Tuesday, February 21, 2017

Book Review: Stepdog (stepkids, stepmom, stepdog, Puerto Rico, LA, New York, The Times, family)

Stepdog: A Memoir, by Mireya Navarro (Putnam, 248 pages, 2015, $26.95)

Where is Common Sense When You Need It? (Hidden in the Humor?)

Stepdog might be a difficult book for some to finish, albeit its sensitivity, humanity and humor will carry you through to the end and, yes, in the end, the dog lives! Yay! Yet difficult in that you want to shake the author, Mireya Navarro, into common sense about her relationship (or lack thereof) with Eddie the dog.

Navarro has written about her delightful life with her Puerto Rican upbringing and values and culture and food but mostly with family. She is also a gifted journalist for The New York Times, with postings in Miami, Los Angeles, and New York, and working trips all over the world to cover life in word pictures. And, finally, Navarro shows that love does indeed conquer (almost) all, even if it comes later in life.

Stepmom and Stepkids and Stepdog

Navarro marries another journalist but first they conduct a cross-country relationship, then join households for a while before making it legal for the Puerto Rican extended family and the Californian community. Of course, there are two instant kids, almost teens, and one instant disobedient stepdog who substitutes for all that is bumpy with life.

I do want to shake some sense into the author who vehemently dislikes the dog, Eddie, and schemes to rid the family of their best friend but only in her thoughts – the feeling is mutual, however, along with his growling at and ignoring that human who moved into his house and his life, competing for the attention of his person and her new husband, Jim.

Of course, having indifferent stepkids on weekends is tough, especially when one’s dear husband wants to do all the parenting and manages to forget to include his new wife time and time again, for years.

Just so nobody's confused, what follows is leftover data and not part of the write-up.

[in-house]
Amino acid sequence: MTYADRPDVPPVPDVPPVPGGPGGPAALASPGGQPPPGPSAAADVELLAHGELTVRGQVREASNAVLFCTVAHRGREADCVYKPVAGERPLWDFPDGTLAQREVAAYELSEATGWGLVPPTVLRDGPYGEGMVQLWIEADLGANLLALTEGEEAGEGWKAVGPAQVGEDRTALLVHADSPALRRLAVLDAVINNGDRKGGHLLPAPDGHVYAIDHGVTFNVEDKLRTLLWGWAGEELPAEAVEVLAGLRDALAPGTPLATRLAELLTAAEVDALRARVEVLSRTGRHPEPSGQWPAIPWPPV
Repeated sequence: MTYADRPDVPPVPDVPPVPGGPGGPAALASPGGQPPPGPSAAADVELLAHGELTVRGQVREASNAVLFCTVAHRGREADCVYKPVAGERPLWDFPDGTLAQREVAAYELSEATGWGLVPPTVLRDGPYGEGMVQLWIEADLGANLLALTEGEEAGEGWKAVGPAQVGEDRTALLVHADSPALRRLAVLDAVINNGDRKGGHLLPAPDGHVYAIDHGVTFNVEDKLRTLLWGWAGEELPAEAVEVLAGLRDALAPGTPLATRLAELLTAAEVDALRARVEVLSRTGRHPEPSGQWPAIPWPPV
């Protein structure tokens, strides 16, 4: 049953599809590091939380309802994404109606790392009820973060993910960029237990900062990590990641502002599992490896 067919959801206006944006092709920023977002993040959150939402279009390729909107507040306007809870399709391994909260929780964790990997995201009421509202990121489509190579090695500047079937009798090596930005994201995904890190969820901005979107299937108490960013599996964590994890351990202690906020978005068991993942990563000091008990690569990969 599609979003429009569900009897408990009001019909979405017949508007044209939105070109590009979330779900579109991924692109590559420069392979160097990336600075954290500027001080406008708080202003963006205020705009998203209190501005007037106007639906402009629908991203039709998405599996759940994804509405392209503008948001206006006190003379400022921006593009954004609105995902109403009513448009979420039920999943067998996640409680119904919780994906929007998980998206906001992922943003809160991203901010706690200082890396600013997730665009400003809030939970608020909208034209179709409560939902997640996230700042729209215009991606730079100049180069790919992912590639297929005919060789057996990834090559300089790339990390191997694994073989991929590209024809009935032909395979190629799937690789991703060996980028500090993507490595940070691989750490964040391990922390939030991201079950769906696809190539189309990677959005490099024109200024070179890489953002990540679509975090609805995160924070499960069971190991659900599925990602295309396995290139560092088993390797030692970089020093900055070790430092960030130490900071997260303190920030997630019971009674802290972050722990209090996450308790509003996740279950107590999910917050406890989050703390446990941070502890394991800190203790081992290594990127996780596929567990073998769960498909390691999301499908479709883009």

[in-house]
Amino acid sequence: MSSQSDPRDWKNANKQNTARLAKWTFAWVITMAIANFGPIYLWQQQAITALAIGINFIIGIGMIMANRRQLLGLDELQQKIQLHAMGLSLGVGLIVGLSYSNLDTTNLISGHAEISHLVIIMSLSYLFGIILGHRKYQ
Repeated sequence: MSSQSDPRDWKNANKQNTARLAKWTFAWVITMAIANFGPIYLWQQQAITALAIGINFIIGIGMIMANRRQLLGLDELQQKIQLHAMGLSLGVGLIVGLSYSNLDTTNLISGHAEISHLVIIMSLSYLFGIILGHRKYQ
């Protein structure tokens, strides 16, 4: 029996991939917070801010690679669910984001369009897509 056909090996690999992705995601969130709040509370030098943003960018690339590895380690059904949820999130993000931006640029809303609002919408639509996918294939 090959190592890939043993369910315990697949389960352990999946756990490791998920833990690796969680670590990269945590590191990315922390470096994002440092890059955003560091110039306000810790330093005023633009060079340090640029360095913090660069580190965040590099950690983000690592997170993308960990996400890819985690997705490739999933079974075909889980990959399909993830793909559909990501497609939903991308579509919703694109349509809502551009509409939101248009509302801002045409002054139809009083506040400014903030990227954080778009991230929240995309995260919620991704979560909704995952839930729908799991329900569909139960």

A Gem in the Humor Aisle

On the other hand, the humorous writing style makes Stepdog a gem!  And though the entire book is NOT about Navarro vs. Eddie and Eddie vs. Navarro – as a matter of fact, most pages go by with nary a mention of the dog – everything Navarro writes is spellbinding and includes you as part of her up-and-down life. 

And everyone else thinks the dog is cute: probably a cattle dog mix of about 40 pounds, complete with spots.

Who’s Top Dog?

The relationship between Navarro and Jim never falters, even through counseling, but Navarro constantly plots to get rid of the dog. Husband says, “I’m not into all this training stuff. I just kind of let him be a dog. That’s good enough for me. . . . a happy guy and a good companion.” (p. 115) (a good thing for dog trainers to keep in mind, too)

Commanding the dog to no avail, harsh words, trying out that ‘calm, assertive’ gobbledegook – nothing helped the relationship until Navarro happened upon a few good books and a veterinary behaviorist who suggested Navarro be the one to feed Eddie. And what do you know, it worked, as any positive-reinforcement trainer could tell you at first sight.

What Didn’t We Like?

The transformation in the relationship occurs near the end of the book and rather too quickly, and the photos at each chapter’s beginning could easily be larger. The cover photo of Eddie, however, grows on you.

What Did We Like?

Everything else! And that’s a lot! Even the non-dog incidents, which most of the book contains, were funny and sensitive and humanizing and, just like life! I even wanted to be Mireya Navarro – or least be her best friend along with all the drama and tears and great parties.

Could It Be. . . ?

Could it be that Stepmom is three books in one? A book about dogs, a book about stepfamilies and lasting love, a book about growing up as we are growing older with the help of dog training where the people are more the learners than the dog?

Caveat: This is an indepedent, objective review. DogEvals received no compensation, not even the book!

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